Democrat Roy Cooper has continued to outraise and outspend Republican Gov. Pat McCrory in what has become the most expensive gubernatorial race in North Carolina history.
Through Oct. 20, Cooper had raised $21.8 million to McCrory’s $13.9 million.
Cooper had spent $21.3 million and McCrory $13.6 million in the nation’s second costliest gubernatorial race after Missouri.
Despite those numbers, many analysts consider the race a toss-up. Real Clear Politics has Cooper up by 2.3 points in an average of recent polls.
Both candidates have been helped by a stable of allies including some funded with so-called “dark money,” the source of which is not disclosed.
Cooper and his allies have had a big advantage on the airwaves.
Together they spent $16.4 million on TV ads through Oct. 24, about twice as much as McCrory and his supporters, according to the Center for Public Integrity’s analysis of data from ad tracking firm Kantar Media/CMAG. Cooper’s side had run over 32,000 TV spots to McCrory’s 19,400.
“It’s really a function of how competitive North Carolina has become statewide,” said Eric Heberlig, a political scientist at UNC Charlotte. “Multiple races – the president’s, the governor’s and the U.S. Senate race – are all close. So donors and interest groups know that their support can affect the outcome.”
Both campaigns got infusions of money from their parties during the quarter.
The N.C. Democratic Party gave Cooper $3.5 million. And the state GOP has given McCrory nearly $1.5 million. This week the state Democratic Party filed a complaint with the state elections board arguing that the state GOP may indirectly have given illegal money to McCrory.
They say the state GOP took more than $1 million from RGA Right Direction PAC, which is funded by the Republican Governors Association. The association accepts corporate funds and individual money higher than the $5,100 limit. State candidates can not. The association and the PAC say they’ve followed the law.
According to an Observer analysis, Cooper has gotten twice as many contributions as McCrory, nearly 60,000 to 30,000. Cooper has received at least $1.6 million from out-of-state donors while McCrory has raised about $1 million from outside North Carolina.
This year, Cooper received more donations from Charlotte: about 2,900 to McCrory’s 1,800. But McCrory raised at least $940,000 from Charlotte donors while Cooper raised $847,000.
“Ahead in the polls and with strong financial support, Cooper has the momentum in the final days of the election,” spokesman Jamal Little said in a statement. “Throughout the campaign, Roy Cooper has heard from countless North Carolinians who are ready for a strong leader that will set aside the partisan social agenda and work to build a better North Carolina.”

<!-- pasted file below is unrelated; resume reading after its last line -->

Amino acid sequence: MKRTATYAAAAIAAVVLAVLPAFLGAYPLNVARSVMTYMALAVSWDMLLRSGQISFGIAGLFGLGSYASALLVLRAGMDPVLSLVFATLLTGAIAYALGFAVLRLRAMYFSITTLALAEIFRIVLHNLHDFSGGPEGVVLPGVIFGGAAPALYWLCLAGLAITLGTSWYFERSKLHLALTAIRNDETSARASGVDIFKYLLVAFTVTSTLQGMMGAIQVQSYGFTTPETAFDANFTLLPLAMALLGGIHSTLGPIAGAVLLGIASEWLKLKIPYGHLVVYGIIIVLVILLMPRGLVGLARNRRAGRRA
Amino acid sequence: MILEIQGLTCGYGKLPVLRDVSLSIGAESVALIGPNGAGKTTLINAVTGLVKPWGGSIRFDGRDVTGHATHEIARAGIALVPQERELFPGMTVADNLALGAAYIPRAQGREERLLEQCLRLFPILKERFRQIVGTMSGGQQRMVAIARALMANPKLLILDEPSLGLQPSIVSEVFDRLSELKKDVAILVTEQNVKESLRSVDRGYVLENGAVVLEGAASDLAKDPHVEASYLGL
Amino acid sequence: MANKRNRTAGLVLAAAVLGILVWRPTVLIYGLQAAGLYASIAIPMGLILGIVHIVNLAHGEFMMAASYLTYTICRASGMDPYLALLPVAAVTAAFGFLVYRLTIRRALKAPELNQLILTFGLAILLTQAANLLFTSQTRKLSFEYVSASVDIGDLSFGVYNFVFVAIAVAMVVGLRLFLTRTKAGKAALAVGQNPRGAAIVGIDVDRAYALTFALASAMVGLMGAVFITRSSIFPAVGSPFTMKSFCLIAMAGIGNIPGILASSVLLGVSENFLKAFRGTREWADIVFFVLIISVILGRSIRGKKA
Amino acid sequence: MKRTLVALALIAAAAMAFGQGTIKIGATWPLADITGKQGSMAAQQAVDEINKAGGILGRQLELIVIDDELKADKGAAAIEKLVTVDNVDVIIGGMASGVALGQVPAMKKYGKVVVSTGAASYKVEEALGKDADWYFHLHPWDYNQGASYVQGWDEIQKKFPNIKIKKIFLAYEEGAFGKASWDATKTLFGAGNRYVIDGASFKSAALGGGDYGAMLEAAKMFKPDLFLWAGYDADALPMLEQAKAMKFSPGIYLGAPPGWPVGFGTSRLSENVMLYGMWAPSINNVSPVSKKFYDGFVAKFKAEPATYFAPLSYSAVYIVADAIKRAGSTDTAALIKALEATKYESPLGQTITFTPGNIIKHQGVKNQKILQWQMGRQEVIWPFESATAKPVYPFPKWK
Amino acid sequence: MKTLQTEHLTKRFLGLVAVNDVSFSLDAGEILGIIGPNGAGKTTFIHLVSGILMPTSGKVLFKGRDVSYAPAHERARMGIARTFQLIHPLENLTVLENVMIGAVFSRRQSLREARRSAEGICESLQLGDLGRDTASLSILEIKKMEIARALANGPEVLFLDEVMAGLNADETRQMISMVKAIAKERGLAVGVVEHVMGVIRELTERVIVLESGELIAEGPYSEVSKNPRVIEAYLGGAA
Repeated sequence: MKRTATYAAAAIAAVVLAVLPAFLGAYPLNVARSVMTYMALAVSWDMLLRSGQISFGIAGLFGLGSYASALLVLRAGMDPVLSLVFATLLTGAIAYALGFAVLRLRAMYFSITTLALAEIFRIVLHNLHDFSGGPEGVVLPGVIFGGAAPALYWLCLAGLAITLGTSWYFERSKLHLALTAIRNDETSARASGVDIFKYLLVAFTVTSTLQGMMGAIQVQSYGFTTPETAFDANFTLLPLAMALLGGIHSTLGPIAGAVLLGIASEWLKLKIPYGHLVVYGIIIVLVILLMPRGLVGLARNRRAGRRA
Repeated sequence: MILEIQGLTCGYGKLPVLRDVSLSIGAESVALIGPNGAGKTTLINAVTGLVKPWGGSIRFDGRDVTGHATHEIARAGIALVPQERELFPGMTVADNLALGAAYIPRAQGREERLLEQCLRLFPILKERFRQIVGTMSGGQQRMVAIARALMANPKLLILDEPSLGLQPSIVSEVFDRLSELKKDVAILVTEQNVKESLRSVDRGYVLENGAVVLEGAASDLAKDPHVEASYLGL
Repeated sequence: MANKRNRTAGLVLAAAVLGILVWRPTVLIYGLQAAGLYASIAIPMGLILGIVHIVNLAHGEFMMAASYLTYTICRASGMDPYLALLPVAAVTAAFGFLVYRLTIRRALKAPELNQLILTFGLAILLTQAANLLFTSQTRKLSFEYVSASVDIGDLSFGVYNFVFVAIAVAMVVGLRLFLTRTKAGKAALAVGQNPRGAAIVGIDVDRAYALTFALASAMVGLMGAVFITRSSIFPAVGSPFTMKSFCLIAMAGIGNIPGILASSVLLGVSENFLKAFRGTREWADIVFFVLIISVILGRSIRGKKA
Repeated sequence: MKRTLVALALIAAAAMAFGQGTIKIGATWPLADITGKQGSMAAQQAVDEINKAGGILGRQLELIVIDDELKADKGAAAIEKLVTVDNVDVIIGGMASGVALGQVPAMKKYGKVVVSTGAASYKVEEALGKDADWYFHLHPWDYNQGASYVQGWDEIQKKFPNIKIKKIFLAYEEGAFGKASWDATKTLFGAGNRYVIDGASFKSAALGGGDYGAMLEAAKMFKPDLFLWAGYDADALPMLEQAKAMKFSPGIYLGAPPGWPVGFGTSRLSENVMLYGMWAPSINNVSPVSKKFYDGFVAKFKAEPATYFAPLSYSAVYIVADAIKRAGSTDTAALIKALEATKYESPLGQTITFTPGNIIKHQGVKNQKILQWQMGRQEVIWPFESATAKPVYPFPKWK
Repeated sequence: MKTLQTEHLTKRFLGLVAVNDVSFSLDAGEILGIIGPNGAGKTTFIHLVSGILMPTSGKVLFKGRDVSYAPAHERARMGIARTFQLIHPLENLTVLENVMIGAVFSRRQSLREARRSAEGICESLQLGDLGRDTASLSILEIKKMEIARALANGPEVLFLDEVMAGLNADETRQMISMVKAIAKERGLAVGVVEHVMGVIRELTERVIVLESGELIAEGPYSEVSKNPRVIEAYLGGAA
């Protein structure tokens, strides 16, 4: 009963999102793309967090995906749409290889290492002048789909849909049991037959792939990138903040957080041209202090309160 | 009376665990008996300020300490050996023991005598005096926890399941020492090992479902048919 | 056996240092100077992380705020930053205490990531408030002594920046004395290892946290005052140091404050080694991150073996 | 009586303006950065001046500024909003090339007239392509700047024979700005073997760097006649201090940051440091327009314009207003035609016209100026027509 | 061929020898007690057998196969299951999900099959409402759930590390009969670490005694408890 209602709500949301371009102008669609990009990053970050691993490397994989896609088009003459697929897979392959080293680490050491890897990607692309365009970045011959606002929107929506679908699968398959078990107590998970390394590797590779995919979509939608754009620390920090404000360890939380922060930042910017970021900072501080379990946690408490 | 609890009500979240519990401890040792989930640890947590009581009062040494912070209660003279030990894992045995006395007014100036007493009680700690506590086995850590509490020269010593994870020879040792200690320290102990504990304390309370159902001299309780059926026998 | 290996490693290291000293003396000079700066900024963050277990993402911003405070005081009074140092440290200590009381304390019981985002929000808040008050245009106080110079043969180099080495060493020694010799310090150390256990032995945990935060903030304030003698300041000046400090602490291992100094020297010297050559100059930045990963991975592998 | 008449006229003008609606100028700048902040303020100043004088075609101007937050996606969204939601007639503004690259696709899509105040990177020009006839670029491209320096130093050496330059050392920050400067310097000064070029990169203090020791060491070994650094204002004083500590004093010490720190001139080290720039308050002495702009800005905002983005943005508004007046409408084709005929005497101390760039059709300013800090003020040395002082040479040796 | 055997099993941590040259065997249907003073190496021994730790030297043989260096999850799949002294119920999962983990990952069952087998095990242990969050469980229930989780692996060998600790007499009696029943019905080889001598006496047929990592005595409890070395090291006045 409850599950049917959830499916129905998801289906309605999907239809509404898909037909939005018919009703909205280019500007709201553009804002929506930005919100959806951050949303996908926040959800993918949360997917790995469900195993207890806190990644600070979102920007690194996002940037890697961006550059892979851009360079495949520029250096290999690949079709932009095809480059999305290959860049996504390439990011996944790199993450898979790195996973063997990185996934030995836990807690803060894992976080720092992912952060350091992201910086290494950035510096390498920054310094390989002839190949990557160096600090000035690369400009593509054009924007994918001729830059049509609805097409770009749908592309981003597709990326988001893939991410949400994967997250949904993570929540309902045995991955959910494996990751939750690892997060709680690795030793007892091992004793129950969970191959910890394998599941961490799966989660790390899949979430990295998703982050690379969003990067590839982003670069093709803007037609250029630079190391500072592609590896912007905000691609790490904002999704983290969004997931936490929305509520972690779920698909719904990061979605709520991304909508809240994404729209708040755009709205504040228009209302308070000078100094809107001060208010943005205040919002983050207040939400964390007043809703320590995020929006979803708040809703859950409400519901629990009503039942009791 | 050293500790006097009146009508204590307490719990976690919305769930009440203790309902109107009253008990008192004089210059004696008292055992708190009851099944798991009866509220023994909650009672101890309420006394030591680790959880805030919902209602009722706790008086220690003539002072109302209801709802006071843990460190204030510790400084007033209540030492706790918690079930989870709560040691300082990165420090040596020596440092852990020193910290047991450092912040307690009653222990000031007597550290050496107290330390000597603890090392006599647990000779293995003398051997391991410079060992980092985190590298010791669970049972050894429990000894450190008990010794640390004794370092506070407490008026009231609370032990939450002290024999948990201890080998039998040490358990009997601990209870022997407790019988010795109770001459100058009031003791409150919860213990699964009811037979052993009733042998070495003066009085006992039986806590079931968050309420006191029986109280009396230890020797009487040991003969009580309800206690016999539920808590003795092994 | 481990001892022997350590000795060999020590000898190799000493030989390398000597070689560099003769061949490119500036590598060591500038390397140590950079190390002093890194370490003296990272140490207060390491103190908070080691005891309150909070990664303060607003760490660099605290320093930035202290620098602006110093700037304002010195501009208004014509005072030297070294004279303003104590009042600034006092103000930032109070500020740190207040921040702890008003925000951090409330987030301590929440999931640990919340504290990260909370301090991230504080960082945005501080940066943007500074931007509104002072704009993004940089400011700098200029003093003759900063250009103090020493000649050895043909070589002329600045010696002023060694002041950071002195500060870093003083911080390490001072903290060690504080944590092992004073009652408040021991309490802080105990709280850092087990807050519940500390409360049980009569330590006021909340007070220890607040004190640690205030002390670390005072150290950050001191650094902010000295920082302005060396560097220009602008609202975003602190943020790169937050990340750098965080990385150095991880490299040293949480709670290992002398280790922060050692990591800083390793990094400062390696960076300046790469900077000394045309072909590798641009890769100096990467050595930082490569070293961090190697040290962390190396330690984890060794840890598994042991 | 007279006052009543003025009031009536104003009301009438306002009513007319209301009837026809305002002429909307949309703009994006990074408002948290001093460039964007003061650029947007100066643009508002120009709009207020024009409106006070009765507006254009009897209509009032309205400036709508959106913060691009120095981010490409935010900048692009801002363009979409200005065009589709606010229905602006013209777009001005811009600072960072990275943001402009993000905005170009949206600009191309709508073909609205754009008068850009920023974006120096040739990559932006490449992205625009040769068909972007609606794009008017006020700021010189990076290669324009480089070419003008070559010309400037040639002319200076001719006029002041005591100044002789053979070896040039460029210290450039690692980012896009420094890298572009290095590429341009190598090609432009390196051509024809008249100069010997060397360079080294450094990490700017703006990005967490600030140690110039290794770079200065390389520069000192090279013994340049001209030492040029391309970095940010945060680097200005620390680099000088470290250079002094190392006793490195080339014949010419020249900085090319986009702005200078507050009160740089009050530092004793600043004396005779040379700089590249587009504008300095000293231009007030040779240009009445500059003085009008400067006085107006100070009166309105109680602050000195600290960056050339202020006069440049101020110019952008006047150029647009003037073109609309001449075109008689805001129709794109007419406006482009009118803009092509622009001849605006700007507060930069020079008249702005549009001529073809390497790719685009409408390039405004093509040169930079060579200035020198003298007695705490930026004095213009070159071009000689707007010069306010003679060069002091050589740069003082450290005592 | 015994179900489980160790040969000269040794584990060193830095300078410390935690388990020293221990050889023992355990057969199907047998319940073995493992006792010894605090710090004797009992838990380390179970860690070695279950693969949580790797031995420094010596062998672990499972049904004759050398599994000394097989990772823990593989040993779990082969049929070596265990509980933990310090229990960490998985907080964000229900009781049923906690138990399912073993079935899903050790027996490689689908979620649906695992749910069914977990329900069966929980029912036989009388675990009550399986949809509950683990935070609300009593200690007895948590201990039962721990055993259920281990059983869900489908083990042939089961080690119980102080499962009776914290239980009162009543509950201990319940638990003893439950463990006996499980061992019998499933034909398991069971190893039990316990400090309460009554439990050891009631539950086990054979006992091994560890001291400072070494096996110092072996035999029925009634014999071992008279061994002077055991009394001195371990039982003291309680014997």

McCrory spokesman Ricky Diaz said his candidate has the momentum.
“Despite being outraised and outspent by Roy Cooper and his out-of-state liberal allies, the momentum has shifted decidedly towards Gov. McCrory as voters realize Roy Cooper hasn’t been doing his job as attorney general,” Diaz said.
“We’re confident the enthusiasm for Gov. McCrory and our get-out-the-vote operation will overcome the millions of dollars of false advertising paid for by Cooper and his special interest allies.”
Both sides are accepting help from groups that don’t disclose many of their donors.
The Republican Governors Association accepts so-called “dark money” as well as money from identified sources.
According to the Center for Responsive Politics, its top reported contributions come from the wealthy Koch brothers, who gave $2 million; Blue Cross/Blue Shield, which gave $1.5 million; and Las Vegas casino owner Sheldon Adelson, whose Las Vegas Sands resort gave $1 million.
Blue Cross and Blue Shield of North Carolina did not make that $1.5 million contribution and is not aware of which Blue Cross plan did, according to its communications director, David Kochman.
Cooper’s allies include “A Better NC.” The nonprofit recently reported getting $930,000 from the Democratic Governors Association and $350,000 from a group called Make NC First, described by its attorney, Raleigh lawyer Michael Weisel, as a North Carolina nonprofit. Nonprofits generally do not have to disclose their donors.